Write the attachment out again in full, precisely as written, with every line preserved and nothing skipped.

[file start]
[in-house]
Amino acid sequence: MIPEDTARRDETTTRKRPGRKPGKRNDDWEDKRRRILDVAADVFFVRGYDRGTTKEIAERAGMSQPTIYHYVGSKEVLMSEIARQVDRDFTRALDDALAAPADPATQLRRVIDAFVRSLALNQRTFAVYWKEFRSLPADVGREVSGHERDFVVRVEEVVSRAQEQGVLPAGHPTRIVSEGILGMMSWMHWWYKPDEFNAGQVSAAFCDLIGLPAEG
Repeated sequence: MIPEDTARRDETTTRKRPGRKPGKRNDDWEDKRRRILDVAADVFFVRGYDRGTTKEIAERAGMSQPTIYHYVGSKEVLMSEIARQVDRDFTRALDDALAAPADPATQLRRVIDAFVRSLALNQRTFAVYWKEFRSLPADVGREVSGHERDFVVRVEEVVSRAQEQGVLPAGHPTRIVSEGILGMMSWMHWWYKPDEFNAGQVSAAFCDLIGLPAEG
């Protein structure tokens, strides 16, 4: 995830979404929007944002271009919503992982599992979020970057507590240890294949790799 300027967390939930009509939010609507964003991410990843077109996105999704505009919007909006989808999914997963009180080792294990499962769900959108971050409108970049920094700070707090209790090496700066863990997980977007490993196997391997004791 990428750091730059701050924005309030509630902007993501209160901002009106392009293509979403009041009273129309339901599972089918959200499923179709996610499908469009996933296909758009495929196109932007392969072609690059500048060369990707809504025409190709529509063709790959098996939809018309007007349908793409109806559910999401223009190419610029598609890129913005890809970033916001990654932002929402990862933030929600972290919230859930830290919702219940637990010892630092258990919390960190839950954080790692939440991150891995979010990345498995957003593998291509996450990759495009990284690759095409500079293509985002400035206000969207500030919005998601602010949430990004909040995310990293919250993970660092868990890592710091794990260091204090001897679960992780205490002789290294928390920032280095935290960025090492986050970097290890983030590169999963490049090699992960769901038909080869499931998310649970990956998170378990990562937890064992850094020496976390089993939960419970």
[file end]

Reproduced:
[in-house]
Amino acid sequence: MIPEDTARRDETTTRKRPGRKPGKRNDDWEDKRRRILDVAADVFFVRGYDRGTTKEIAERAGMSQPTIYHYVGSKEVLMSEIARQVDRDFTRALDDALAAPADPATQLRRVIDAFVRSLALNQRTFAVYWKEFRSLPADVGREVSGHERDFVVRVEEVVSRAQEQGVLPAGHPTRIVSEGILGMMSWMHWWYKPDEFNAGQVSAAFCDLIGLPAEG
Repeated sequence: MIPEDTARRDETTTRKRPGRKPGKRNDDWEDKRRRILDVAADVFFVRGYDRGTTKEIAERAGMSQPTIYHYVGSKEVLMSEIARQVDRDFTRALDDALAAPADPATQLRRVIDAFVRSLALNQRTFAVYWKEFRSLPADVGREVSGHERDFVVRVEEVVSRAQEQGVLPAGHPTRIVSEGILGMMSWMHWWYKPDEFNAGQVSAAFCDLIGLPAEG
């Protein structure tokens, strides 16, 4: 995830979404929007944002271009919503992982599992979020970057507590240890294949790799 300027967390939930009509939010609507964003991410990843077109996105999704505009919007909006989808999914997963009180080792294990499962769900959108971050409108970049920094700070707090209790090496700066863990997980977007490993196997391997004791 990428750091730059701050924005309030509630902007993501209160901002009106392009293509979403009041009273129309339901599972089918959200499923179709996610499908469009996933296909758009495929196109932007392969072609690059500048060369990707809504025409190709529509063709790959098996939809018309007007349908793409109806559910999401223009190419610029598609890129913005890809970033916001990654932002929402990862933030929600972290919230859930830290919702219940637990010892630092258990919390960190839950954080790692939440991150891995979010990345498995957003593998291509996450990759495009990284690759095409500079293509985002400035206000969207500030919005998601602010949430990004909040995310990293919250993970660092868990890592710091794990260091204090001897679960992780205490002789290294928390920032280095935290960025090492986050970097290890983030590169999963490049090699992960769901038909080869499931998310649970990956998170378990990562937890064992850094020496976390089993939960419970």